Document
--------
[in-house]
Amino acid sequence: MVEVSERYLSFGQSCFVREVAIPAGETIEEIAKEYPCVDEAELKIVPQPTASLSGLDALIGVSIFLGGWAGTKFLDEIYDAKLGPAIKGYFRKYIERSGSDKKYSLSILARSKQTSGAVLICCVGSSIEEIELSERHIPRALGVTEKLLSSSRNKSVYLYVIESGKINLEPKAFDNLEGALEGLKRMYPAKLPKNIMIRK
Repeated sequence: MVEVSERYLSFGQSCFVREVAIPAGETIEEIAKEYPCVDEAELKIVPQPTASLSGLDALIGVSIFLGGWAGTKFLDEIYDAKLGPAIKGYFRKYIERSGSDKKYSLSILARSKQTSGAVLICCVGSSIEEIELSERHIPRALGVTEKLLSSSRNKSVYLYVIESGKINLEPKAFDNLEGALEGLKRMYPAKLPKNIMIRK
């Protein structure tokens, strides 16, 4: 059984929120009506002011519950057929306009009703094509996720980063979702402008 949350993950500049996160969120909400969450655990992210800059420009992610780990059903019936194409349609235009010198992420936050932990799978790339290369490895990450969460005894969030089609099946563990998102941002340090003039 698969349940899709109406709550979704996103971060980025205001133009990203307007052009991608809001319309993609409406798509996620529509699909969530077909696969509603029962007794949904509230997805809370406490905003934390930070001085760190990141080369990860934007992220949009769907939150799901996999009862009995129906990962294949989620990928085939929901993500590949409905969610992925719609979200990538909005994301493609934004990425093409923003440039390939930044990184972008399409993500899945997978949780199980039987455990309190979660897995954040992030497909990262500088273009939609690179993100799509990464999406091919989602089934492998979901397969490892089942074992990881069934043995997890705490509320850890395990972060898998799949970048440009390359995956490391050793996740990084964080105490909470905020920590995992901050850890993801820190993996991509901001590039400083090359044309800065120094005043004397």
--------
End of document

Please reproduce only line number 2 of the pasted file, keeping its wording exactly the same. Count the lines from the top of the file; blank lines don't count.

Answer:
Amino acid sequence: MVEVSERYLSFGQSCFVREVAIPAGETIEEIAKEYPCVDEAELKIVPQPTASLSGLDALIGVSIFLGGWAGTKFLDEIYDAKLGPAIKGYFRKYIERSGSDKKYSLSILARSKQTSGAVLICCVGSSIEEIELSERHIPRALGVTEKLLSSSRNKSVYLYVIESGKINLEPKAFDNLEGALEGLKRMYPAKLPKNIMIRK